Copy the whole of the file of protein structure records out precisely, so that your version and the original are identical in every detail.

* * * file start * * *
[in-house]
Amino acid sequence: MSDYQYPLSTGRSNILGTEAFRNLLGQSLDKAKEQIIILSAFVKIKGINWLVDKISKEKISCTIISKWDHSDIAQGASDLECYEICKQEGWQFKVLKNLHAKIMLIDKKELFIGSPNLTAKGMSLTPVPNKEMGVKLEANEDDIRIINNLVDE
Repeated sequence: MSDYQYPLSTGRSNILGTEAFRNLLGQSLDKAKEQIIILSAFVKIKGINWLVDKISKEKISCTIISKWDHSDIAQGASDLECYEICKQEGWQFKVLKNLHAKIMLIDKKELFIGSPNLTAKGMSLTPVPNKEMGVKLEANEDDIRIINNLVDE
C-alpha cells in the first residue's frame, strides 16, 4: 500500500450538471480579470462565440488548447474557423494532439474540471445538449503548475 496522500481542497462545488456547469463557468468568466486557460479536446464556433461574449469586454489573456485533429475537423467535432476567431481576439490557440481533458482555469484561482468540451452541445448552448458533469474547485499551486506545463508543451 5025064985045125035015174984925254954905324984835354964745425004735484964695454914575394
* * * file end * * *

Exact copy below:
[in-house]
Amino acid sequence: MSDYQYPLSTGRSNILGTEAFRNLLGQSLDKAKEQIIILSAFVKIKGINWLVDKISKEKISCTIISKWDHSDIAQGASDLECYEICKQEGWQFKVLKNLHAKIMLIDKKELFIGSPNLTAKGMSLTPVPNKEMGVKLEANEDDIRIINNLVDE
Repeated sequence: MSDYQYPLSTGRSNILGTEAFRNLLGQSLDKAKEQIIILSAFVKIKGINWLVDKISKEKISCTIISKWDHSDIAQGASDLECYEICKQEGWQFKVLKNLHAKIMLIDKKELFIGSPNLTAKGMSLTPVPNKEMGVKLEANEDDIRIINNLVDE
C-alpha cells in the first residue's frame, strides 16, 4: 500500500450538471480579470462565440488548447474557423494532439474540471445538449503548475 496522500481542497462545488456547469463557468468568466486557460479536446464556433461574449469586454489573456485533429475537423467535432476567431481576439490557440481533458482555469484561482468540451452541445448552448458533469474547485499551486506545463508543451 5025064985045125035015174984925254954905324984835354964745425004735484964695454914575394